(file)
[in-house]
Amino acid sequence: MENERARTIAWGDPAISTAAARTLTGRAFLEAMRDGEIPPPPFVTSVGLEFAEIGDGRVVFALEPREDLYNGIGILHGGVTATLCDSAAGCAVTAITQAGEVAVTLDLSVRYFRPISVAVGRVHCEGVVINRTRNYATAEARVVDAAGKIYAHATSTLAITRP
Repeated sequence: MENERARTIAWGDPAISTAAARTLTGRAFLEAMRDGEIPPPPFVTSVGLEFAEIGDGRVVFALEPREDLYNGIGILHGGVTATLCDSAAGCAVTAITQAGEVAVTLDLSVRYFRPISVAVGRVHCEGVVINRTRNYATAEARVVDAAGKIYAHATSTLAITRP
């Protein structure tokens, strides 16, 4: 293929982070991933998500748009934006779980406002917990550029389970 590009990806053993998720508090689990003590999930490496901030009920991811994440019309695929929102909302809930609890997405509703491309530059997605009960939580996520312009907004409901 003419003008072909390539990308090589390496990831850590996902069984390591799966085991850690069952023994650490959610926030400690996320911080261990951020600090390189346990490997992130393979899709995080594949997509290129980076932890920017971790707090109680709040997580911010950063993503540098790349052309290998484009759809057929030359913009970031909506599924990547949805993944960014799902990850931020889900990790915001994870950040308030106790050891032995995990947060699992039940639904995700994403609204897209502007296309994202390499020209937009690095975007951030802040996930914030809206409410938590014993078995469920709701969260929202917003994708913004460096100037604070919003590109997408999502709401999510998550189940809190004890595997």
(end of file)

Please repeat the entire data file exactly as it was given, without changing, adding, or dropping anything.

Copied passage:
[in-house]
Amino acid sequence: MENERARTIAWGDPAISTAAARTLTGRAFLEAMRDGEIPPPPFVTSVGLEFAEIGDGRVVFALEPREDLYNGIGILHGGVTATLCDSAAGCAVTAITQAGEVAVTLDLSVRYFRPISVAVGRVHCEGVVINRTRNYATAEARVVDAAGKIYAHATSTLAITRP
Repeated sequence: MENERARTIAWGDPAISTAAARTLTGRAFLEAMRDGEIPPPPFVTSVGLEFAEIGDGRVVFALEPREDLYNGIGILHGGVTATLCDSAAGCAVTAITQAGEVAVTLDLSVRYFRPISVAVGRVHCEGVVINRTRNYATAEARVVDAAGKIYAHATSTLAITRP
């Protein structure tokens, strides 16, 4: 293929982070991933998500748009934006779980406002917990550029389970 590009990806053993998720508090689990003590999930490496901030009920991811994440019309695929929102909302809930609890997405509703491309530059997605009960939580996520312009907004409901 003419003008072909390539990308090589390496990831850590996902069984390591799966085991850690069952023994650490959610926030400690996320911080261990951020600090390189346990490997992130393979899709995080594949997509290129980076932890920017971790707090109680709040997580911010950063993503540098790349052309290998484009759809057929030359913009970031909506599924990547949805993944960014799902990850931020889900990790915001994870950040308030106790050891032995995990947060699992039940639904995700994403609204897209502007296309994202390499020209937009690095975007951030802040996930914030809206409410938590014993078995469920709701969260929202917003994708913004460096100037604070919003590109997408999502709401999510998550189940809190004890595997």